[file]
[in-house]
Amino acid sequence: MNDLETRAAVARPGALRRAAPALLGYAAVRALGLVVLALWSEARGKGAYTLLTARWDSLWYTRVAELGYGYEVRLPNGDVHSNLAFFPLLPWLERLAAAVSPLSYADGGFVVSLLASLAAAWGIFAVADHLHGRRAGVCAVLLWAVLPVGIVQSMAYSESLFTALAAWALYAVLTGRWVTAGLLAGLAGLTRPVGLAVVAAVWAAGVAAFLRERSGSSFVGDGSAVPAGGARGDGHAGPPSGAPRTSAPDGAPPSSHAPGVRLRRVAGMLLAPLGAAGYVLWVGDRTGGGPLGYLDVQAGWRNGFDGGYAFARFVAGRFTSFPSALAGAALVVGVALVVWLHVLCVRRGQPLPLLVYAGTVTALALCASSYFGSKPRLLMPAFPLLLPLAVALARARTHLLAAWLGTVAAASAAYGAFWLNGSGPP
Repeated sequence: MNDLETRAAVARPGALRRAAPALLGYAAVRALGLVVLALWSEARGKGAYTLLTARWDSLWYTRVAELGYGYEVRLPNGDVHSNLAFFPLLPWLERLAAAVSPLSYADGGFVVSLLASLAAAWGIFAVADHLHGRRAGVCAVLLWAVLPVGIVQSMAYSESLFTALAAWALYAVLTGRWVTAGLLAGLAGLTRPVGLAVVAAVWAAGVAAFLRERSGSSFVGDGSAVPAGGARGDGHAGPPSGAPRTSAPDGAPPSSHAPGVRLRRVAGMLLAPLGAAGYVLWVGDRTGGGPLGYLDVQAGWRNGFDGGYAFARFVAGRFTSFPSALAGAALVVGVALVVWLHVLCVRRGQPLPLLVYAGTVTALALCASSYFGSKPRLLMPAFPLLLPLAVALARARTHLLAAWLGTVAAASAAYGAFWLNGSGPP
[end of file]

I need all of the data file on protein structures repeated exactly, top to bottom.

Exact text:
[in-house]
Amino acid sequence: MNDLETRAAVARPGALRRAAPALLGYAAVRALGLVVLALWSEARGKGAYTLLTARWDSLWYTRVAELGYGYEVRLPNGDVHSNLAFFPLLPWLERLAAAVSPLSYADGGFVVSLLASLAAAWGIFAVADHLHGRRAGVCAVLLWAVLPVGIVQSMAYSESLFTALAAWALYAVLTGRWVTAGLLAGLAGLTRPVGLAVVAAVWAAGVAAFLRERSGSSFVGDGSAVPAGGARGDGHAGPPSGAPRTSAPDGAPPSSHAPGVRLRRVAGMLLAPLGAAGYVLWVGDRTGGGPLGYLDVQAGWRNGFDGGYAFARFVAGRFTSFPSALAGAALVVGVALVVWLHVLCVRRGQPLPLLVYAGTVTALALCASSYFGSKPRLLMPAFPLLLPLAVALARARTHLLAAWLGTVAAASAAYGAFWLNGSGPP
Repeated sequence: MNDLETRAAVARPGALRRAAPALLGYAAVRALGLVVLALWSEARGKGAYTLLTARWDSLWYTRVAELGYGYEVRLPNGDVHSNLAFFPLLPWLERLAAAVSPLSYADGGFVVSLLASLAAAWGIFAVADHLHGRRAGVCAVLLWAVLPVGIVQSMAYSESLFTALAAWALYAVLTGRWVTAGLLAGLAGLTRPVGLAVVAAVWAAGVAAFLRERSGSSFVGDGSAVPAGGARGDGHAGPPSGAPRTSAPDGAPPSSHAPGVRLRRVAGMLLAPLGAAGYVLWVGDRTGGGPLGYLDVQAGWRNGFDGGYAFARFVAGRFTSFPSALAGAALVVGVALVVWLHVLCVRRGQPLPLLVYAGTVTALALCASSYFGSKPRLLMPAFPLLLPLAVALARARTHLLAAWLGTVAAASAAYGAFWLNGSGPP